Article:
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No. 110: Mar-Apr 1997

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Cracks In The Kaimanawa-wall Story?

It was bound to happen. The publicity accorded the Kaimanawa Wall by New Zealand newspapers (SF#107) stimulated the scientific community to take a close look at the controversial "wall." The New Zealand Department of Conservation asked geologist P. Wood for his assessment.

"He identified the rock as the 330,000-year-old Rangitaiki Ignimbrite. Following the line of blocks both horizontally and vertically, and photographing them in series, he revealed a system of joints and fractures natural to the cooling process in ignimbrite sheets. What Brailsford [see SF#107] had taken to be manmade cut, stacked blocks were no more than a type of natural rock formation."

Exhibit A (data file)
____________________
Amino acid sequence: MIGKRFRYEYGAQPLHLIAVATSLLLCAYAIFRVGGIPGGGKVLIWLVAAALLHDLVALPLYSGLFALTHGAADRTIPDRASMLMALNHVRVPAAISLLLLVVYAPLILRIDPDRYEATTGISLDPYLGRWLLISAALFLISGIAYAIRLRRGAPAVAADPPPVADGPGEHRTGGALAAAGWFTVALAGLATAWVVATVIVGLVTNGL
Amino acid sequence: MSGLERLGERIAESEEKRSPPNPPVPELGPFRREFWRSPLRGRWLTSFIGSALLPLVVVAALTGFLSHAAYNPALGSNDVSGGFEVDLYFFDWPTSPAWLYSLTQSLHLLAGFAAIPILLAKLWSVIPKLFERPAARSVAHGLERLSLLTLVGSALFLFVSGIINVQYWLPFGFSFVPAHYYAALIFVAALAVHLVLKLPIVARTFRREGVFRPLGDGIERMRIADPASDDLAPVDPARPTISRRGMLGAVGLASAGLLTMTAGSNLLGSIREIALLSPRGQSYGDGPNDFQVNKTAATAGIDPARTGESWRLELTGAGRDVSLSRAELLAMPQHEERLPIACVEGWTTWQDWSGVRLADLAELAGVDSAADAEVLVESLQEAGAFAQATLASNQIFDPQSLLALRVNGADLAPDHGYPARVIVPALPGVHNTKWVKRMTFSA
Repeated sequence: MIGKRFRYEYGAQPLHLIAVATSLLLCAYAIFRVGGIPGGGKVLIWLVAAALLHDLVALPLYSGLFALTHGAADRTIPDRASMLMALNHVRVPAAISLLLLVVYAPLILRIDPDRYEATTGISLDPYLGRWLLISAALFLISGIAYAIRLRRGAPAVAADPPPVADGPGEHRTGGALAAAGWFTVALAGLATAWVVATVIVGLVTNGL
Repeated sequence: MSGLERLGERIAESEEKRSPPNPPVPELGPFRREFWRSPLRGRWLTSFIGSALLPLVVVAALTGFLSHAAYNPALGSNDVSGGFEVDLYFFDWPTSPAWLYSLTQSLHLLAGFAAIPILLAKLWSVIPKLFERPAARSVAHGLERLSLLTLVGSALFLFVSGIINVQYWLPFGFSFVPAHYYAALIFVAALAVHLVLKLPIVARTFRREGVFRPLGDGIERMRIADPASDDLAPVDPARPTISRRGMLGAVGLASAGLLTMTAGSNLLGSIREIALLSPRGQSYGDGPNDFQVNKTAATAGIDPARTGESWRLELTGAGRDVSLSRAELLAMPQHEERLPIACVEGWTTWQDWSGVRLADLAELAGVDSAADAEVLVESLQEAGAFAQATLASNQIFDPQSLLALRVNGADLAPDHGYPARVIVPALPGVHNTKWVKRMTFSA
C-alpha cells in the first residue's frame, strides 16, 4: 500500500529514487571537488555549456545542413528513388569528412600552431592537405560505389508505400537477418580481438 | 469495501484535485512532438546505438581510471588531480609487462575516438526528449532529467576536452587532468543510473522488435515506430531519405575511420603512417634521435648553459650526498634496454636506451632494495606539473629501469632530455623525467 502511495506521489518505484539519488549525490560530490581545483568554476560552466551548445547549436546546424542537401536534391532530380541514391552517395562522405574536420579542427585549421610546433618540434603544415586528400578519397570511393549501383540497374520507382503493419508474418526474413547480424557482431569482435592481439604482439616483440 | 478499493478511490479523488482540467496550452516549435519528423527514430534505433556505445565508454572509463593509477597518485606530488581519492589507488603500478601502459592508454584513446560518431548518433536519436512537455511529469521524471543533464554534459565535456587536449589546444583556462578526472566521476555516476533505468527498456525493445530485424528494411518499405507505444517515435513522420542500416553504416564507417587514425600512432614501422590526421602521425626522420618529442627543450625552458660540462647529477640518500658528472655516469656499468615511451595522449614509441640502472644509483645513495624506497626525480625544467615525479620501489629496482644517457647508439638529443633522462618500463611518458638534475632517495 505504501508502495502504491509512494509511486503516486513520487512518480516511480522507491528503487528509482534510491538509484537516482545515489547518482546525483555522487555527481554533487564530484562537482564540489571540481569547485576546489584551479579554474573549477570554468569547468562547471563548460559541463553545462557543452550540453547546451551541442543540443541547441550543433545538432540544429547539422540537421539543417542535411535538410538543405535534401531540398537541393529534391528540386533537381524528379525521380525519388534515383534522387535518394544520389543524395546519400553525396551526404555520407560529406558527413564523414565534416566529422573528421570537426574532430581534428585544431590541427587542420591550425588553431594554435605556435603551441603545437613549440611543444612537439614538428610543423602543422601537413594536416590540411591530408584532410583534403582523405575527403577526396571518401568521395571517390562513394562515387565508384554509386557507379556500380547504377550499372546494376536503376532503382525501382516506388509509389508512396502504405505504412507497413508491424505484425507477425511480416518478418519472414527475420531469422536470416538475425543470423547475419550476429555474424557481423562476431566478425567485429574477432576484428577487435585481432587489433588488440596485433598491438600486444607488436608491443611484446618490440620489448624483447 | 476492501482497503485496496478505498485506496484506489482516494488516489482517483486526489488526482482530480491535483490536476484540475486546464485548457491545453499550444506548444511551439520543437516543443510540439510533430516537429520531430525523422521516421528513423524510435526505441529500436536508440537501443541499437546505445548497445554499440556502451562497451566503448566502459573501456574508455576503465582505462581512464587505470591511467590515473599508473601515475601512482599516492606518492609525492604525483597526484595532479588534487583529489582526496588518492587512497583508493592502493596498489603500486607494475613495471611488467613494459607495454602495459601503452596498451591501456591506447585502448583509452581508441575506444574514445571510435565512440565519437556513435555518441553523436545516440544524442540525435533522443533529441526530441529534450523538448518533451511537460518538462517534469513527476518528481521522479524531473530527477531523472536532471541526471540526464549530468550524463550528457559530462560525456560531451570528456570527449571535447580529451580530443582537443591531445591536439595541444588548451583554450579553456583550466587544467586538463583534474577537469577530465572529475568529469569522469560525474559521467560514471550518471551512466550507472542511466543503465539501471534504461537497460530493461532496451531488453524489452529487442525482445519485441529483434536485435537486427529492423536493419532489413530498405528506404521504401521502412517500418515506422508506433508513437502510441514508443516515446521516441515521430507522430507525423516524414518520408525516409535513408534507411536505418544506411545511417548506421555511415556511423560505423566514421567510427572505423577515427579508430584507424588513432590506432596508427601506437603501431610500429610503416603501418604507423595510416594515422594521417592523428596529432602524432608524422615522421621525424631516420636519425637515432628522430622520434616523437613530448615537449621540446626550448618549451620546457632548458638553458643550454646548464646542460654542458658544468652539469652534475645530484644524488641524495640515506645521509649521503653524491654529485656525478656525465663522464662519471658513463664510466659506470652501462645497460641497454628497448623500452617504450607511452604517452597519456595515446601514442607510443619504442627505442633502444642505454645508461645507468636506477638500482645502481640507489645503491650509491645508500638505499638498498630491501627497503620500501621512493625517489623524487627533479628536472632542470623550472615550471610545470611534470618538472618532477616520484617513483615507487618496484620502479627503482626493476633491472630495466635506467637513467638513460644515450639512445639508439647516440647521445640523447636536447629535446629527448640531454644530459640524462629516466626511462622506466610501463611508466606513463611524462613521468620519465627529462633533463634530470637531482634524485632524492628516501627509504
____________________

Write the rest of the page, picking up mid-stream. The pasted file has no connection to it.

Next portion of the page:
P. Andrews, the author of this article likened the regular jointing of the "wall" to neatly hexagonal prisms seen in many basalt flows. He supplied two photographs of the "wall." One was like the photo in SF#107 and showed regular joints; the second, from the same outcrop, displayed angled fractures and joints that certainly do not look like the work of humans.

(Andrews, Philip; "New Zealand: Recent Ash, Ancient Wall," Geology Today, p. 136, July-August 1996. Cr. R.E. Molnar)

Comments. If we receive counter-arguments from proponents of the wall's artificiality, we will add them to this dossier.

A similar situation occurs with the more-famous Bimini "walls" or "roads." We have personally seen beach-rock deposits so regularly jointed that they seem man-made.

From Science Frontiers #110, MAR-APR 1997. 1997-2000 William R. Corliss